ANYways . . . how the heck did I even get started on that? Oh yeah, the cool weather, etc. Well, we also had a mild frost last night so I went out and cut lots of flowers that I thought would get zapped. I knew the mums would be fine, and the other late-summer plants, but I had a bunch of cosmos that I planted from seed kinda late in the spring and they just got going a few weeks ago and were splurging madly all over the place just as the weather started to get too cold for them. I didn't think they'd take the frost very well so I cut a BUNCH of them and now I have about 20 vases all over the house with purple and pink and white cosmos. Altho my veggie garden kinda faded early this year because of the late-summer drought conditions, my flowers all did just fine and I was able to have fresh-cut flowers in the house constantly, which has become important to me.

Okay, I wasn't going to mention this next thing just yet, but since a few of you keep asking about Jack I thought I should tell you that he called last night and we talked for about three hours, and it was really nice. We had not been entirely out of touch, of course, and had exchanged e-mails and talked on the phone a few times, but this was the first time in the longest time that we just had a long, luxurious phone conversation.

And yes, if you are wondering, we did talk about resuming the baby-creation project. He emphasized that he has never ceased wanting to do it, and that is true. I am the one who put it on hold. Things are continuing to progress between him and Leslie and I am happy for them. He said she does not object to our plans -- though she did suggest that we stop messing with the turkey baster and let the doctors do that part. Which I agree with. I am also prepared to take Pergonal this time and have already discussed that with my various doctors.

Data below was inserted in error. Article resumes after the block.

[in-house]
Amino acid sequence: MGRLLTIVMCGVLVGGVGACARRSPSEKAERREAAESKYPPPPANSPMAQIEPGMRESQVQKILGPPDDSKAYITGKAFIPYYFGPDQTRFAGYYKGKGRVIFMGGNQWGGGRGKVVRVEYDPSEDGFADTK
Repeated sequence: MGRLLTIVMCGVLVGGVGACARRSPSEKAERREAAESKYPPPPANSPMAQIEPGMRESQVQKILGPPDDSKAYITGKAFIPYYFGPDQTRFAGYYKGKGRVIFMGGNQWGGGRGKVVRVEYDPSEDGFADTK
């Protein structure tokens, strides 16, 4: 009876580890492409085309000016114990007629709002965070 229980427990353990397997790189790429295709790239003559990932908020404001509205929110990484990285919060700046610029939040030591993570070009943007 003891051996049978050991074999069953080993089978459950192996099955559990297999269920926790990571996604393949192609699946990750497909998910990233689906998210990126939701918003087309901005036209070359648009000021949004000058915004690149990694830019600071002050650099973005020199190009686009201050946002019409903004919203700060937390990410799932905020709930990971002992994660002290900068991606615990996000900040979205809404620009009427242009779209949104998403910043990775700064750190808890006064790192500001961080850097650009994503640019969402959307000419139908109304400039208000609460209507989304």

* * * * *

October 18, 2002

A while ago I wrote that Christopher Reeve is one of the people I admire most, and that is true, but another is former President Jimmy Carter. Last week it was announced that he will receive the Nobel Peace Prize for his years of work around the world in support of human rights and social justice.

I'm glad that he is being recognized for this. He is truly a great person who has never been that interested in promoting himself, just in doing the right thing.